Accused kidnapper in court after nearly two decades

ALBUQUERQUE (KRQE) – The FBI had been trying to find a New Mexico woman accused of kidnapping her children for 13 years.

Even after she was found out of the country with the kids, it still took six more years to get her back to New Mexico to face a judge.

That day finally came on Monday.

Nearly two decades after Eileen Clark, 57, vanished with her three children, she pleaded not guilty in federal court.

A picture of Eileen once showed up on the FBI’s most wanted list.

Her three children were listed online as missing.

While the father, John Clark, waited in New Mexico.

“I just really want to be part of my kids life,” John told KRQE in 2011.

Eileen is charged with kidnapping her three kids, ages 7, 5 and 2, in 1995.

She disappeared from Placitas the day after John said he wanted a separation or a divorce, according to an FBI agent.

Court documents state one of the children said, Eileen took them to Santa Fe for a couple days before taking a train to San Diego, making their way into Canada and eventually on to London.

Prosecutors said she used a different name, told her kids to do the same and told them their dad didn’t love them anymore.

It wasn’t until 2008 that the FBI learned Eileen was in London after one of her kids told a doctor he had seen his picture on a missing kids website.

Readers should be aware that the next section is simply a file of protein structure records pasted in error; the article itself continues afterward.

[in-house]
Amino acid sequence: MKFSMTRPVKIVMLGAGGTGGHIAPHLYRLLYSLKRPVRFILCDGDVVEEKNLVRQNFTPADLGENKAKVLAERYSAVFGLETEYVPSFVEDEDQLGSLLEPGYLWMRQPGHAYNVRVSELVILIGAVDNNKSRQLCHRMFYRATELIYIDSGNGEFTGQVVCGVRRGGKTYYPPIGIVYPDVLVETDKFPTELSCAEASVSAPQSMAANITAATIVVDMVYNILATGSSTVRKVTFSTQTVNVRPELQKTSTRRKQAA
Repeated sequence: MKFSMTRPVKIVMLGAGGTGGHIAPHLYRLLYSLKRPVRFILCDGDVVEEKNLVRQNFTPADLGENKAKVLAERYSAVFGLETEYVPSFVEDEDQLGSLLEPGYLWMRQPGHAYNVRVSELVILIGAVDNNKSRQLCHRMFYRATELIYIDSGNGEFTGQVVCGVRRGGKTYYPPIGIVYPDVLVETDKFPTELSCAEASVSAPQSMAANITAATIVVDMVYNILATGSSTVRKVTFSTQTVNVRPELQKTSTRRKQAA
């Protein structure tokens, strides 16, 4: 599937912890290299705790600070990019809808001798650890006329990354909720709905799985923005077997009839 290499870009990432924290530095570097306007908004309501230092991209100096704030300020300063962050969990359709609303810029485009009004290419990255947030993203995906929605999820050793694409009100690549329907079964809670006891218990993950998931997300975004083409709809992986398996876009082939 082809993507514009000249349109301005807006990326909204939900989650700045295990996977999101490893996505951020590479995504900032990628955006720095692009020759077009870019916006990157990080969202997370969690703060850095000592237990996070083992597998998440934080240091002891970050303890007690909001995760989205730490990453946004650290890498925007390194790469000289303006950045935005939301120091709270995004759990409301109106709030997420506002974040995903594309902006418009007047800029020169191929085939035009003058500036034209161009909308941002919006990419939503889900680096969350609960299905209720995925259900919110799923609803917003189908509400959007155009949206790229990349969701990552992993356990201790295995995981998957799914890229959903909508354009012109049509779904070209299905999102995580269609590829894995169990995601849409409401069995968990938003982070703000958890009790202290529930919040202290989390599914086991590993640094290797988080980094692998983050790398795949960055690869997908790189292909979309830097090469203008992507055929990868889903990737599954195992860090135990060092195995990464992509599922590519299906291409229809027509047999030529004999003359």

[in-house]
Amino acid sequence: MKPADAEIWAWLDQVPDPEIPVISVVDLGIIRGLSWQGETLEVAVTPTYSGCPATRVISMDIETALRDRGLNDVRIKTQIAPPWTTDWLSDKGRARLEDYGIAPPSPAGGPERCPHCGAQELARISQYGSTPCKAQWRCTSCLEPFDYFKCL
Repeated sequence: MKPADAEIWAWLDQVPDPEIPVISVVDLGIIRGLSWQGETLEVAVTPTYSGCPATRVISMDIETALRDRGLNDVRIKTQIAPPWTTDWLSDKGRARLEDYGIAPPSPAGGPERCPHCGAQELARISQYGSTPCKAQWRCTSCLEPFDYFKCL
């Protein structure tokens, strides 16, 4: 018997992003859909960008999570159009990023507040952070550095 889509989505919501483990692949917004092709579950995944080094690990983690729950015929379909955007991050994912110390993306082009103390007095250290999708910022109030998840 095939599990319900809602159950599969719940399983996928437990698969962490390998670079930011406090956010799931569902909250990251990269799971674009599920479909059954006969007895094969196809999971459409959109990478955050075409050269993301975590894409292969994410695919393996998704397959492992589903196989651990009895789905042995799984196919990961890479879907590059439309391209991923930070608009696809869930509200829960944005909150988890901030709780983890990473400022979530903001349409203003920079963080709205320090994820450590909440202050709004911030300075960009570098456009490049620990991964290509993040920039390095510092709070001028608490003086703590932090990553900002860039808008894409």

After years of court battles over extradition, it wasn’t until Monday that she had her first appearance in federal court in New Mexico, pleading not guilty to kidnapping charges.

“She was in an abusive relationship for many years and she did what she thought she had to do to protect herself and the children,” said David Foster, Eileen’s attorney.

Eileen’s ex-husband, John, said it’s not true and the FBI has never made any mention of abuse on his part.

Meanwhile, prosecutors have already filed paperwork in preparation for another hearing Tuesday morning, requesting Eileen stay behind bars. It says Eileen is a danger to the community and an obvious flight risk. provides commenting to allow for constructive discussion on the stories we cover. In order to comment here, you acknowledge you have read and agreed to our Terms of Service. Users who violate these terms, including use of vulgar language or racial slurs, will be banned. Please be respectful of the opinions of others. If you see an inappropriate comment, please flag it for our moderators to review.

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